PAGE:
It has been really interesting to hear the howls of protest following Ed Miliband’s announcement that an incoming Labour Government will freeze energy prices. Which? estimates that flaws in the energy market had already forced consumers to pay £3.9bn over the odds since 2010. The estimated cost of the price freeze is £4.3bn – so comparable to the amount the energy companies have unfairly extracted from consumers over the lifetime of this Parliament.
The energy companies claim that they need to raise prices in order to fund investment, but the fact is that they have failed to invest. Instead they have chosen to pay bumper dividends to shareholders. Profits for the “big six” which provide energy to 98 per cent of homes have risen sharply:
2009 £2.15 billion
2010 £2.22 billion
2011 £3.87 billion
2012 £3.74 billion
I am not the only one to find it amusing that the person defending these bumper profits (or to put the other side of the coin, failure to invest the money we have handed over in energy bills in new low carbon generation) is ex Tory MP Angela Knight – previously chief apologist for the banking industry.
The last Tory Government also allowed privatised monopolies to fleece us – something addressed by Labour in 1997 with a tax on excess profits. The advantage of Ed Miliband’s approach is it is a very visible example of Government righting the imbalance in power between ordinary people and the privileged few – whereas a tax would be seen as the Government looking after itself. Regulating monopolies (or market domination by a few players) isn’t revolutionary socialism – it is something that the United States of America does. The UK water and rail regulators decide how much prices can increase – giving the energy regulator the power to do the same isn’t going to end capitalism as we know it. In fact it will help many businesses, which have also felt the squeeze from increased energy prices.
Of course the prices freeze doesn’t actually address the long term requirement for investment in new and lower carbon energy – it just deals with the profiteering. On Ynys Môn there is overwhelming support for a new nuclear power station – and without new nuclear we aren’t going to be in a position to reduce our reliance on coal and gas – both of which are high carbon. The private sector is ready to invest, but the UK Government needs to agree the “strike price” – how much Horizon (now owned by Hitachi) will be paid for each megawatt of electricity.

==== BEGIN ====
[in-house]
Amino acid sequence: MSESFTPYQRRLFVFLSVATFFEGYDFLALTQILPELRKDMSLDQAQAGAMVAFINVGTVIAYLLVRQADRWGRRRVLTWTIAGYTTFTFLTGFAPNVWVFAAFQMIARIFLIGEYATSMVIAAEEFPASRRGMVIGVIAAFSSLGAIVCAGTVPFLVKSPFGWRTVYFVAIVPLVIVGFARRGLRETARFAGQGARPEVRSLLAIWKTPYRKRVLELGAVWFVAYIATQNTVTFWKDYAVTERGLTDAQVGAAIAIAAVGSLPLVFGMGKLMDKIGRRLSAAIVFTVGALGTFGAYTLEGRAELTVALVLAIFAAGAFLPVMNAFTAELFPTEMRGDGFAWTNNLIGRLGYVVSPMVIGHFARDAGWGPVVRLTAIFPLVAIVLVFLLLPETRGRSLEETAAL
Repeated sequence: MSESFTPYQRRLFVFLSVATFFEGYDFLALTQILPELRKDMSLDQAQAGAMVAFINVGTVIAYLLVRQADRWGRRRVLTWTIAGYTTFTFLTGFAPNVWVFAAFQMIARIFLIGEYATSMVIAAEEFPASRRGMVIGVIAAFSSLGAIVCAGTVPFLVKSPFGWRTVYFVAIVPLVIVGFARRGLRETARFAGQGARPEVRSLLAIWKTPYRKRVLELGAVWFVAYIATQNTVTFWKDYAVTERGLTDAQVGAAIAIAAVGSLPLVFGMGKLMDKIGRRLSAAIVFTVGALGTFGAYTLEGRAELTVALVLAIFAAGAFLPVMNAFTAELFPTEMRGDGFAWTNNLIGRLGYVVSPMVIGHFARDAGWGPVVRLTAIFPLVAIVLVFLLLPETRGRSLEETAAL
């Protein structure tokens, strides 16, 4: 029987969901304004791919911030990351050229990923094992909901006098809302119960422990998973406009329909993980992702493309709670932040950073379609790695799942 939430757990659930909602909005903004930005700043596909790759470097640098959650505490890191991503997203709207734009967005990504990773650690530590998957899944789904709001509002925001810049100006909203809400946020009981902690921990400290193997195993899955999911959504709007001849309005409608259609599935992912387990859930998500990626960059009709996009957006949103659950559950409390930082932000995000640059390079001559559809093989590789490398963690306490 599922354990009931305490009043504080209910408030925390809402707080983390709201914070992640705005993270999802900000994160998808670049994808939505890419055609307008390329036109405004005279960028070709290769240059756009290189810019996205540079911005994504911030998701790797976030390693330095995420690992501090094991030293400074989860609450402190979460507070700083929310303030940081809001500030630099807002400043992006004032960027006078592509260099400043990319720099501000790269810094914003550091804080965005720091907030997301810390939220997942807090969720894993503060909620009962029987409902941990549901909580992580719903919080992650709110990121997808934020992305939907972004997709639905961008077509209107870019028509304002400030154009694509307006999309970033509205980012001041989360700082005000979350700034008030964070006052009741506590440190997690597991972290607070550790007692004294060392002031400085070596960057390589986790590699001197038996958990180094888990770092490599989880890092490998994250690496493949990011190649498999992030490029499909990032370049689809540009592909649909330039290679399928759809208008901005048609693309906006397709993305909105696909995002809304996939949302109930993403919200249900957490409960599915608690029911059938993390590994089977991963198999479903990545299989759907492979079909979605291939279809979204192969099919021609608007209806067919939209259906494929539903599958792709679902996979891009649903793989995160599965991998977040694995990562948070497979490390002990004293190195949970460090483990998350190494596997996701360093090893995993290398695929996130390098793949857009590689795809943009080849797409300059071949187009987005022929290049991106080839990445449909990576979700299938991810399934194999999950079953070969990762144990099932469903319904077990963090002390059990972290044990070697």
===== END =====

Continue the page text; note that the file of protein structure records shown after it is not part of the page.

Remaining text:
And there’s the rub – because for all the talk about this being a “market” and the “private sector”, companies are demanding government guarantees as a precondition for investment. That’s ok with me – but we need to be very clear about who is taking which risks and what is a fair profit margin. There needs to be transparency and that means splitting energy generation from supply. Ed Miliband and Caroline Flint get that, being clear that the purpose of the freeze is to buy time for this to happen, with an Energy Security Board with responsibility for identifying our energy needs and providing a clear framework to deliver this and a Green Investment Bank with borrowing powers to support investment. As Which? have argued, we also need to move to a single unit price, which would make it easy for us all to understand what we are being charged and what other options are available. Not only would this make things much simpler, it maximises the incentive to each of us to save energy.
Of course we are also hearing suggestions that the companies will hike their prices now in order to get round the cap. David Cameron and Nick Clegg need to be very careful here. If they allow the energy companies to profiteer even more than they have been already, the result of the General Election is a foregone conclusion. If they feel unable to act to protect the public, then they should make way for a Government which is.
You can read the full text of Ed and Caroline’s speeches and Ed’s letter to the energy companies here.